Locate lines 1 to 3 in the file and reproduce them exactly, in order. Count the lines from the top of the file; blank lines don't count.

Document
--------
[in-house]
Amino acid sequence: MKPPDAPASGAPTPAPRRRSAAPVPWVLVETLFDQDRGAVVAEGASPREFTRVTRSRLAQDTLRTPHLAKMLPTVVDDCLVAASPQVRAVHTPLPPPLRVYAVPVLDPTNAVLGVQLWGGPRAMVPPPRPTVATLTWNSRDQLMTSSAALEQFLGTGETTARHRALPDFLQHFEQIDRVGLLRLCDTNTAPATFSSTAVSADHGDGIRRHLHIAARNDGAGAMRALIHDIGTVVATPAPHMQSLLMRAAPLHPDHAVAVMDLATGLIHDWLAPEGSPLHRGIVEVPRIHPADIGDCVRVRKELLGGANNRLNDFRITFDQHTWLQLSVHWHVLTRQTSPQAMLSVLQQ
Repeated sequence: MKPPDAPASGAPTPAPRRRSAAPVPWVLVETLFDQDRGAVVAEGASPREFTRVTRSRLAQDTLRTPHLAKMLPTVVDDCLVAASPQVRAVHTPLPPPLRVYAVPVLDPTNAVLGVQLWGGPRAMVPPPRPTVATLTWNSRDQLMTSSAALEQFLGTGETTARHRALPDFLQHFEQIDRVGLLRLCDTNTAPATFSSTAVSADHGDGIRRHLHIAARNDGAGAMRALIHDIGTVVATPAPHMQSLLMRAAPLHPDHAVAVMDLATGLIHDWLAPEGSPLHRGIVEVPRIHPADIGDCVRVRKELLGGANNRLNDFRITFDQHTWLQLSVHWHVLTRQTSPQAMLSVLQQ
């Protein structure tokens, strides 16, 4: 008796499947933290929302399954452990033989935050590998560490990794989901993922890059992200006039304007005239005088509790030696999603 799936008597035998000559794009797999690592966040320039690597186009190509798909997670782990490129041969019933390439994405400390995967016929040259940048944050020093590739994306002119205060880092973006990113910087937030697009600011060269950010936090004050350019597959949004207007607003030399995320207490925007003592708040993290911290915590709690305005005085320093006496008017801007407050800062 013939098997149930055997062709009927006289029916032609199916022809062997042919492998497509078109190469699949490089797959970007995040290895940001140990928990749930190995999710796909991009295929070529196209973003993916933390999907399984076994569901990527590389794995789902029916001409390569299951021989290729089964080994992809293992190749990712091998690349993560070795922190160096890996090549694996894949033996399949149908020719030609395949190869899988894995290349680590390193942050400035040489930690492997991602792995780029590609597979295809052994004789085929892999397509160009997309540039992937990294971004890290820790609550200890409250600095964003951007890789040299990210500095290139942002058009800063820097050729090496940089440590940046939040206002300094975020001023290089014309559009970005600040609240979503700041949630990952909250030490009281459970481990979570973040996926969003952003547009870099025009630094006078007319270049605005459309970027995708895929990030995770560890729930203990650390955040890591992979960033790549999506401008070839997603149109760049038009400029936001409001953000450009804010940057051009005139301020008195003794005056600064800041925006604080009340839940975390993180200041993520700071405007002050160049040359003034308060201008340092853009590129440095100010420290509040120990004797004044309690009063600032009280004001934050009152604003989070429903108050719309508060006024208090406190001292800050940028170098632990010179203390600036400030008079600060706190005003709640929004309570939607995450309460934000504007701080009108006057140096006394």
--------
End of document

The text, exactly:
[in-house]
Amino acid sequence: MKPPDAPASGAPTPAPRRRSAAPVPWVLVETLFDQDRGAVVAEGASPREFTRVTRSRLAQDTLRTPHLAKMLPTVVDDCLVAASPQVRAVHTPLPPPLRVYAVPVLDPTNAVLGVQLWGGPRAMVPPPRPTVATLTWNSRDQLMTSSAALEQFLGTGETTARHRALPDFLQHFEQIDRVGLLRLCDTNTAPATFSSTAVSADHGDGIRRHLHIAARNDGAGAMRALIHDIGTVVATPAPHMQSLLMRAAPLHPDHAVAVMDLATGLIHDWLAPEGSPLHRGIVEVPRIHPADIGDCVRVRKELLGGANNRLNDFRITFDQHTWLQLSVHWHVLTRQTSPQAMLSVLQQ
Repeated sequence: MKPPDAPASGAPTPAPRRRSAAPVPWVLVETLFDQDRGAVVAEGASPREFTRVTRSRLAQDTLRTPHLAKMLPTVVDDCLVAASPQVRAVHTPLPPPLRVYAVPVLDPTNAVLGVQLWGGPRAMVPPPRPTVATLTWNSRDQLMTSSAALEQFLGTGETTARHRALPDFLQHFEQIDRVGLLRLCDTNTAPATFSSTAVSADHGDGIRRHLHIAARNDGAGAMRALIHDIGTVVATPAPHMQSLLMRAAPLHPDHAVAVMDLATGLIHDWLAPEGSPLHRGIVEVPRIHPADIGDCVRVRKELLGGANNRLNDFRITFDQHTWLQLSVHWHVLTRQTSPQAMLSVLQQ